By Carey Restino
Very few middle school students from Homer have had a chance to go across Cook Inlet and explore. Even fewer have experienced having a brown bear run full speed right at them. But a group of 12 middle and high school Girl Scouts recently experienced all that and much, much more. And despite a hair-raising experience for the young women, everyone seems more than willing to repeat the experience.
“It was pretty amazing,” said Emilia Halstead, who is going into the seventh grade next year. “I would definitely do it again. I think everybody would want to do it again if you went over there.”
Poppy Benson, one of the trip organizers and a Girl Scout leader, said the goal of the trip was two-fold — to expose young women to inspiring examples of women rangers and biologists and also to allow them a chance to see the Alaska Maritime National Wildlife Refuge and Lake Clark National Park, areas few from the Kenai Peninsula get to see.
“We wanted to give Homer and Anchor Point girls a chance to experience their public lands,” said Benson, who is also a public programs supervisor for the Alaska Maritime National Wildlife Refuge.
A Connecting People with Nature Grant from the U.S. Fish & Wildlife Service as well as support from the National Park Service made the trip possible. The Girl Scouts were able to survey seabirds on 60 Foot Rock and Gull Island, travel across to Chinitna Bay and observe dozens of bears and have other great outdoor experiences, like clamming and visiting BearCamp to meet guide Caprice Stoner and hear about the work she does.
Miranda Martin, a middle-school student who went on the trip, said she was already interested in marine biology before she went on the trip. The experience inspired her to consider work as a guide as well, she said.
“I learned you don’t have to always be afraid of bears,” Martin said. “I was just amazed. It was just beautiful there.”
All of the girls spent time training in advance for their trip, learning how to use a GPS, digital photography and bear safety. That training came in handy.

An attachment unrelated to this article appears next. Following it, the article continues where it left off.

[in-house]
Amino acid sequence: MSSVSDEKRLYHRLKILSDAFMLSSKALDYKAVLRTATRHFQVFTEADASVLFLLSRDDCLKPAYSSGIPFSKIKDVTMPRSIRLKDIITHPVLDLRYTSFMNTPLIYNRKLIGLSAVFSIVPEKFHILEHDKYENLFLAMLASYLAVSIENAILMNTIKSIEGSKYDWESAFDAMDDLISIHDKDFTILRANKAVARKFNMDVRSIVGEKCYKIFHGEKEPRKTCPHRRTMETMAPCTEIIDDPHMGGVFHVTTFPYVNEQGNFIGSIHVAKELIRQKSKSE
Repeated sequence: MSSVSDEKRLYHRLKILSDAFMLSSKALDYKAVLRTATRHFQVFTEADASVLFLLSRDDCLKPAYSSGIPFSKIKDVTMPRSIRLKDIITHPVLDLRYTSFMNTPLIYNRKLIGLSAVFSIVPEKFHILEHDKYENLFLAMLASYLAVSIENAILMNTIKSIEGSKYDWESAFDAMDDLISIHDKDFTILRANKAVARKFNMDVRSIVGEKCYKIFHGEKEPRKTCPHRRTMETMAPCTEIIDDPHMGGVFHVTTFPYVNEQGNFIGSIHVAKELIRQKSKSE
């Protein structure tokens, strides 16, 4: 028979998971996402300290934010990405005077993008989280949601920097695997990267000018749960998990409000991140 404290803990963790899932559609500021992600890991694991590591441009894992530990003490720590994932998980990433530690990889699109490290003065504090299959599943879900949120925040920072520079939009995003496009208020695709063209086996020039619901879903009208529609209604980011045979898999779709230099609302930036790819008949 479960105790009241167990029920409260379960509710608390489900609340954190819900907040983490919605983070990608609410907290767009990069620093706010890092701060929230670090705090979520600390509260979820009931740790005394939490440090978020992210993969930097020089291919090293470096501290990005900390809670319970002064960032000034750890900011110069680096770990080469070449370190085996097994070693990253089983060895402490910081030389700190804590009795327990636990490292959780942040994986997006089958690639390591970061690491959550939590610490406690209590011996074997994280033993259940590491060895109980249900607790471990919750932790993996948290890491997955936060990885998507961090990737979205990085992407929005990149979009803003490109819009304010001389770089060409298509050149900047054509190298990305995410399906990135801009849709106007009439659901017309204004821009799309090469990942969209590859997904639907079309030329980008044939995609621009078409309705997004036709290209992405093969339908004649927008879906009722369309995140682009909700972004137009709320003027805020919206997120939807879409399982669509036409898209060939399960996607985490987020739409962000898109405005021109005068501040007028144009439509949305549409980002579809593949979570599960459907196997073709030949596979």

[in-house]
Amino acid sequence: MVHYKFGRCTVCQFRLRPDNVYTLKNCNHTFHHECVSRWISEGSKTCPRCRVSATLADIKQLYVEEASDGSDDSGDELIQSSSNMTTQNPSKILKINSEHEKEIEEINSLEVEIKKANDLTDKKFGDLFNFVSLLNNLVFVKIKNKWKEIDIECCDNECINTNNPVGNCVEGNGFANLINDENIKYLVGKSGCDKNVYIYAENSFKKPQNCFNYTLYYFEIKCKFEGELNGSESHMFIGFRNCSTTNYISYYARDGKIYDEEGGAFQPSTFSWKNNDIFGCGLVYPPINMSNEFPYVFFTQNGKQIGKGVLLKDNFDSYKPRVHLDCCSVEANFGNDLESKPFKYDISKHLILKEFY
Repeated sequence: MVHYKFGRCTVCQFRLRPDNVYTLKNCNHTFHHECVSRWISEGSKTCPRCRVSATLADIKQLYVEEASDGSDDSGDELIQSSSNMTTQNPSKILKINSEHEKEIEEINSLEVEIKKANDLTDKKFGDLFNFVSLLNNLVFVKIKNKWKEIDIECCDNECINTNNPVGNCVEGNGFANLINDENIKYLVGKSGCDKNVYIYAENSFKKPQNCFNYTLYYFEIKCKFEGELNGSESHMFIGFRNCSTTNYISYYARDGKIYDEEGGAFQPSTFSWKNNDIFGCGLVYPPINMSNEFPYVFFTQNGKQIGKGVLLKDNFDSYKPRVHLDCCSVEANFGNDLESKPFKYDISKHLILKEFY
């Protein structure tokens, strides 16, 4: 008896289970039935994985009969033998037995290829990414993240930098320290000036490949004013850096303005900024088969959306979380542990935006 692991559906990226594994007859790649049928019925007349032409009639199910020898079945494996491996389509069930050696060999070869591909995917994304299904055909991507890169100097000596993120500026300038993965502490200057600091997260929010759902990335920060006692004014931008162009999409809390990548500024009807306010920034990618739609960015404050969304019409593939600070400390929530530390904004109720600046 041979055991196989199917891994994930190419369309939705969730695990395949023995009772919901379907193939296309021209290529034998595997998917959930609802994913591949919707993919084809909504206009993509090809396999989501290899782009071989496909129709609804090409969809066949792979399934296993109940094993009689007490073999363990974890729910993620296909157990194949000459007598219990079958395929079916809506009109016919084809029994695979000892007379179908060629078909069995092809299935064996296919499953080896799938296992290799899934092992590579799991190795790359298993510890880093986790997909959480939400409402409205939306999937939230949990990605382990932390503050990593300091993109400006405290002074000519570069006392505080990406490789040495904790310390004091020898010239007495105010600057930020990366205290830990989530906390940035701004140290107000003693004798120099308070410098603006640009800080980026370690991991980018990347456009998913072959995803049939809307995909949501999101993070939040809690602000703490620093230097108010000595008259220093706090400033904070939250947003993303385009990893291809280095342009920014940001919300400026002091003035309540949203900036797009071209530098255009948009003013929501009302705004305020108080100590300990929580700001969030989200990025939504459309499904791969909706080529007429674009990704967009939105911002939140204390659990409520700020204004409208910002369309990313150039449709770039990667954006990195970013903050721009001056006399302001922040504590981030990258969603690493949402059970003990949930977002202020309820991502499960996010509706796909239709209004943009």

Martin, Benson and Halstead said one of the most memorable parts of the trip was when a bear appeared to be running straight at them. The girls did exactly as they were supposed to, Benson said, standing behind two adults and not running away from the bear. The adults stood their ground, waved their arms and told the bears they were human by saying, “Hey, bear.” It came within 50 feet of the group before turning and running parallel to the group down the beach.
It turned out the other group could see the bear was actually running away from another bear, Benson said, but they didn’t know that at the time.
“I thought I was getting charged,” said Halstead. “I’d never been in that position and it was pretty scary. I thought it was hungry or something. It was pretty terrifying.”
Both girls, however, said they recovered from the experience and enjoyed the bear-watching portion of the trip.
“It’s not every day you get to see bears like that,” Halstead said. “There were dozens of them, grazing and minding their own business. It was amazing to sit there and watch them. I could have watched them all day.”
Benson said the girls were able to experience a lot during their trip, going to a rarely visited island to collect bird data and observations and learning about taking digital photos through a digiscope. They also “became bonded” with their binoculars, she said. The equipment was all donated for use by the refuge for use during the trip.
But beyond all the hands-on experience, Benson said one of the main goals was to show the Girl Scouts the many exciting career opportunities available to them close to home.
“I think we really succeeded in that,” Benson said.
Martin agreed, saying she was pretty sure everyone in her group enjoyed the experience.
“I would love to go there again,” she said. “And next time for longer.”
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